Voting takes place on the 18th and 19th. Anyone and everyone can submit and vote for photos, so tell your friends! For first, second, and third place, we bring in a panel of our favourite professors to judge, and student voting is for people’s choice!
There are prizes! The top photos that come out of the contest will go into the TWS calendar! All proceeds of the calendar sales go to the Northern Lights Wildlife Shelter in Smithers, so we want to sell as many calendars as we for them! Queries about the contest should go to firstname.lastname@example.org
Wednesday Walkers, October 10, McMillan Regional Park
We’ll walk in hilly McMillan Regional Park at a leisurely pace to enjoy the rich woodland and the view from the top of the cutbanks. We meet in the parking lot at the Spruceland Shopping Mall at the corner of 5th Avenue and Hwy 97 under the big Save On Foods sign at 9:20 a.m. There we sign a waiver form and arrange for carpooling. Departure time is 9:30 a.m., with return in the noon hour. Please dress for the weather, wear sturdy footwear, bring water and a snack. These slow walks to observe nature are open to members and non-members. If you accept a ride to the walk site, please chip in a Toonie for gas. For more information, or to join an email contact list, contact Dora at email@example.com.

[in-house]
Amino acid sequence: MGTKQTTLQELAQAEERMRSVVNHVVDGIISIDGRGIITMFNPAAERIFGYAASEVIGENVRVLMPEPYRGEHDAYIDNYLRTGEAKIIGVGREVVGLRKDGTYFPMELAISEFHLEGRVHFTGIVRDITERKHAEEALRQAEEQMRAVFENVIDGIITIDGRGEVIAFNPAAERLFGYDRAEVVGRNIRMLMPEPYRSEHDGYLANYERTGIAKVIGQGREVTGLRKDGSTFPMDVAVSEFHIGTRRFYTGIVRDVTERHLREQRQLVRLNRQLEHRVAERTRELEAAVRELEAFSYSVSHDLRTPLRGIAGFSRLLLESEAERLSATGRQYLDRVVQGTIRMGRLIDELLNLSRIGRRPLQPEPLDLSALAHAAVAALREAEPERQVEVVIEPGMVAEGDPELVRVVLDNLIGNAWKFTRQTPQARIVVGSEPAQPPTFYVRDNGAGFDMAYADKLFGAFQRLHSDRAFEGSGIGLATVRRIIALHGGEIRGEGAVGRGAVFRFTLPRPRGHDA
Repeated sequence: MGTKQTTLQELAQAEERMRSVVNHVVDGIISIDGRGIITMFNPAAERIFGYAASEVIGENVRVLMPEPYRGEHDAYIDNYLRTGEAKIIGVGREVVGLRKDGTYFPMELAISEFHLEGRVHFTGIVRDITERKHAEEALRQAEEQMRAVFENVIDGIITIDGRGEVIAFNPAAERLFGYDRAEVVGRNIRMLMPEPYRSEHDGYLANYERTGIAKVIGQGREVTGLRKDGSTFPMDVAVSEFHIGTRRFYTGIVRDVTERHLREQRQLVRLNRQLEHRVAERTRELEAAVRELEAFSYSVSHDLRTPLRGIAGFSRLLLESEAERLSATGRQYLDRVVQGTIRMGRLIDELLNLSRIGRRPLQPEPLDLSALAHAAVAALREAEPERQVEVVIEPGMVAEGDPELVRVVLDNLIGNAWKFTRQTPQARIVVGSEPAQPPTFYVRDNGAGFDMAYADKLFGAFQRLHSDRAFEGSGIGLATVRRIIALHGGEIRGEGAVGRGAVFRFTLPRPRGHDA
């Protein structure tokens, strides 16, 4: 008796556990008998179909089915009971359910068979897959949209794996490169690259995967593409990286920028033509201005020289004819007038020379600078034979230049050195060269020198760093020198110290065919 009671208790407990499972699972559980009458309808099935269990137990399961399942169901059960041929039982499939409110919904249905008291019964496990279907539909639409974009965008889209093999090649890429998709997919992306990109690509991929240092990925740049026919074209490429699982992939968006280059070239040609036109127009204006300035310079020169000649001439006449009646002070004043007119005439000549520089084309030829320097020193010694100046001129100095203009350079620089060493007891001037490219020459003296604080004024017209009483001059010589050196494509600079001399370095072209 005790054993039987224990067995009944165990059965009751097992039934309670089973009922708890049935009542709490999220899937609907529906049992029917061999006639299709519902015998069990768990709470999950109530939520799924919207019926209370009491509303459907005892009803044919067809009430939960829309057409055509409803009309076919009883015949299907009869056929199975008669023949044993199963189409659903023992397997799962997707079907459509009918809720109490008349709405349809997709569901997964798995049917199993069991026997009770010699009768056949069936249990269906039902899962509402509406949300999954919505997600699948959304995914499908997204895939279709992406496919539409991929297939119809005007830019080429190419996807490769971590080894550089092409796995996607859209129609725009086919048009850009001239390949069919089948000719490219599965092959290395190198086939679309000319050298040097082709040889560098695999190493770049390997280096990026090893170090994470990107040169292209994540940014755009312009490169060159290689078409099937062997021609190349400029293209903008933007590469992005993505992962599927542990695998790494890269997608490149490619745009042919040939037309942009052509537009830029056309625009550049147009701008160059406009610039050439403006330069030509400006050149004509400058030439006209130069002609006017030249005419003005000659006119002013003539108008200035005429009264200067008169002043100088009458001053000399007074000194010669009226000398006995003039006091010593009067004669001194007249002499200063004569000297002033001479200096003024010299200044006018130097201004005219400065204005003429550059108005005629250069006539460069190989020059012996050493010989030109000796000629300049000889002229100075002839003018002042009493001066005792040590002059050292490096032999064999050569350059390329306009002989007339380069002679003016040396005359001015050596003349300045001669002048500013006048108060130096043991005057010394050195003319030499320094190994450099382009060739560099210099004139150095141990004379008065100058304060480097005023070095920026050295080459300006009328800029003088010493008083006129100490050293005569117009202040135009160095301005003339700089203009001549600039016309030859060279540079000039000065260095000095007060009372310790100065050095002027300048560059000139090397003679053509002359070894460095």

Thursday October 18, 7 to 9 p.m., Presentation on amphibians, The Exploration Place
Cherie Mosher of UNBC will talk about amphibian ecology in North Central BC. This event is brought to us in partnership with The Exploration Place. Everyone welcome.
Ed note: As background, here is some key information about BC amphibians: https://tinyurl.com/yb4nwve8
First-time members can sign up as of October 1 and enjoy membership to December 31, 2019. Come a few minutes early to the October 18 presentation and we’ll be happy to process your membership. Or sign up through the Club website at: https://pgnc.wordpress.com/membership/